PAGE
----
Having monitored these parameters, the IPA should be able to provide a number of features that are context dependent. The features that were suggested loosely fell into a number of distinct roles that the contributors envisioned for potential IPAs, and were most commonly related to the current work of the contributor. Contributors envisioned agents in roles of:

  • Information Source
  • Tutor
  • Mentor
  • Co-worker or partner
  • Motivator
  • Group facilitator

Within each of these roles, contributors to the discussion suggested a number of capabilities that they would like to see instantiated in an intelligent pedagogical agent.

Information Source
1. The IPA should provide fast access to directions on assignments. (A. Dufresne)
2. The IPA should provide help on initial technical issues for a learning session. (A. Dufresne)
3. The IPA should provide information based upon perceived student needs. (S. Overmyer)

Tutor
1. The IPA should lend assistance when needed, and get out of the way when not (V. Vulfs, S. Overmyer)
2. The IPA should suggest follow-up or additional learning activities (G. Free)
3. The IPA should post context-relevant problems or questions (G. Free)
4. The IPA should reflect on a student's reflections (J. Benda)

Mentor
1. The IPA should coach the approach to problem solving in a particular domain (C. Quinn)
2. The IPA should meta-learning with domain-specific learning (C. Quinn, Kinshuk, S. Overmyer)
3. The IPA should create leading questions, naturally motivate the learner, develop a thought logically through questioning, and emphasize learner activity - be Socrates (M. Zenanko)
4. The IPA should encourage the student to move from general to more specific thinking (J. Witherow)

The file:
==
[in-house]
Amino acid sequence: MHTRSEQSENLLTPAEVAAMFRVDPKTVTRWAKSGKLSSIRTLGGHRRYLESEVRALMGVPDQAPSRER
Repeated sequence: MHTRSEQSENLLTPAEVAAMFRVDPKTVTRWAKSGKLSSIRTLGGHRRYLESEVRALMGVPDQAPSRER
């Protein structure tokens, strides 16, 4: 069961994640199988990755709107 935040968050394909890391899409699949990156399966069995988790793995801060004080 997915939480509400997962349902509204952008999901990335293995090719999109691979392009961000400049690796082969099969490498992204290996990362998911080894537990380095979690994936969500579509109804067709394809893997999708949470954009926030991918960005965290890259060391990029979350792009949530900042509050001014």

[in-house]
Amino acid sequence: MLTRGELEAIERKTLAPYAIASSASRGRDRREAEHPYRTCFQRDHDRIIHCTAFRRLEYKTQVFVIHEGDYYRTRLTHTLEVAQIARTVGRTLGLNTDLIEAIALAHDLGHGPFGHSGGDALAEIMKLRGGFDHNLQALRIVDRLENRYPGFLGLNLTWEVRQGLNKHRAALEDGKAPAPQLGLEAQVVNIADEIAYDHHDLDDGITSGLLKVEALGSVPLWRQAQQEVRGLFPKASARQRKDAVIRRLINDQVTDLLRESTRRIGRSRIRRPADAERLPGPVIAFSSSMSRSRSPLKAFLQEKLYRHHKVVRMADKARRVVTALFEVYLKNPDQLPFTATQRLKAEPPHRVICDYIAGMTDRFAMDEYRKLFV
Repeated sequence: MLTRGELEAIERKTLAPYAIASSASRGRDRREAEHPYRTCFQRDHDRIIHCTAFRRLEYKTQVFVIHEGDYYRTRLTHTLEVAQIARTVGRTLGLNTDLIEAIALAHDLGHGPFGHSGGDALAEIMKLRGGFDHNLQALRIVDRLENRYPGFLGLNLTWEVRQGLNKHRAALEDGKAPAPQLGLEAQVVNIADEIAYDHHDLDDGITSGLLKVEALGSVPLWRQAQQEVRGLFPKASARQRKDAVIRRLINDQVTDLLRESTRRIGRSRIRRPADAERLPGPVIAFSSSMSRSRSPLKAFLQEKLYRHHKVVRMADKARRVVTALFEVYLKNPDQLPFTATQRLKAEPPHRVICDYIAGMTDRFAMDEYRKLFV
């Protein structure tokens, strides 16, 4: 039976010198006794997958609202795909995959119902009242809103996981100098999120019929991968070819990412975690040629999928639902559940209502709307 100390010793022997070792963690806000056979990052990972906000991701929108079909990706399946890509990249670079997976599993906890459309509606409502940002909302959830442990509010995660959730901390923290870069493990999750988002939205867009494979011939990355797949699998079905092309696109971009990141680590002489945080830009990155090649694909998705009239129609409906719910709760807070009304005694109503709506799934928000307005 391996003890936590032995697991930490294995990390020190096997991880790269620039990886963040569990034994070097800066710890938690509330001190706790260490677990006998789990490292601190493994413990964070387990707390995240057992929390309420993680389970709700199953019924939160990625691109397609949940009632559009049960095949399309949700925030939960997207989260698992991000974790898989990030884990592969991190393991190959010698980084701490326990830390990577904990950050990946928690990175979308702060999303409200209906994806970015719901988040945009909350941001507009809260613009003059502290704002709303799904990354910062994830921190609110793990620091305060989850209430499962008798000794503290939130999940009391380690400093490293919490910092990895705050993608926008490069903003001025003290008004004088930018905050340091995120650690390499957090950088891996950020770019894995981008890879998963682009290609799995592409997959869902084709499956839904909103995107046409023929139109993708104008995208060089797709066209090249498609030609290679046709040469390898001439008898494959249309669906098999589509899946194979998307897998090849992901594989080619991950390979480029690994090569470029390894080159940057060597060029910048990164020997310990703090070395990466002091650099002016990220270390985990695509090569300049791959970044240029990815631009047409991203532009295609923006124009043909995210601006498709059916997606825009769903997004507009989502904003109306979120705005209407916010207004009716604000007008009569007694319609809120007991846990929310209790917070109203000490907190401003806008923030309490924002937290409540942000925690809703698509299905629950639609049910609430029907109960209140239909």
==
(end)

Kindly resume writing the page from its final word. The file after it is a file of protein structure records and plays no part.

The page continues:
5. The IPA should encourage student to reflect on their learning process. (J. Benda)

Co-worker or Partner
This role was mentioned, however, no specific functions or capabilities were suggested.

Motivator
1. The IPA should stimulate learners by engaging them (emotionally and otherwise). (D. Graves, T. Fenton-Kerr)
2. The IPA should use animation to motivate learners to use the system. (A. Dufresne)
3. The IPA should remind students of deadlines, etc., to give the impression that someone "cares for their work" (A. Dufresne)
4. The IPA should regulate cognitive load so as to keep the learner interested, but not overwhelmed. (Kinshuk)

Group Facilitator
1. The IPA should enable group members to give their opinions and ideas. (J. Whatley)
2. The IPA should allows all members to have a say. (J. Whatley)
3. The IPA should plan and check group progress in order to stimulate online face-to-face meetings. (J. Whatley)

Finally, J. Moshinskie posted the results of a survey in which a number of desirable features of pedagogical tools were mentioned. The features mentioned were:
1. Templates
2. Branching
3. Feedback
4. Providing Help to the Learner
5. Ability to import graphics
6. Ability to distribute education globally
7. Reporting capabilities
8. Animation, and
9. Test shells

This discussion provided some insight for developers of intelligent pedagogical agents into the capabilities that educators and eventual users of their products might need. In addition, this discussion has resulted in significant reflection on the part of the discussant, and the addition of several functional requirements for his current IPA project environment.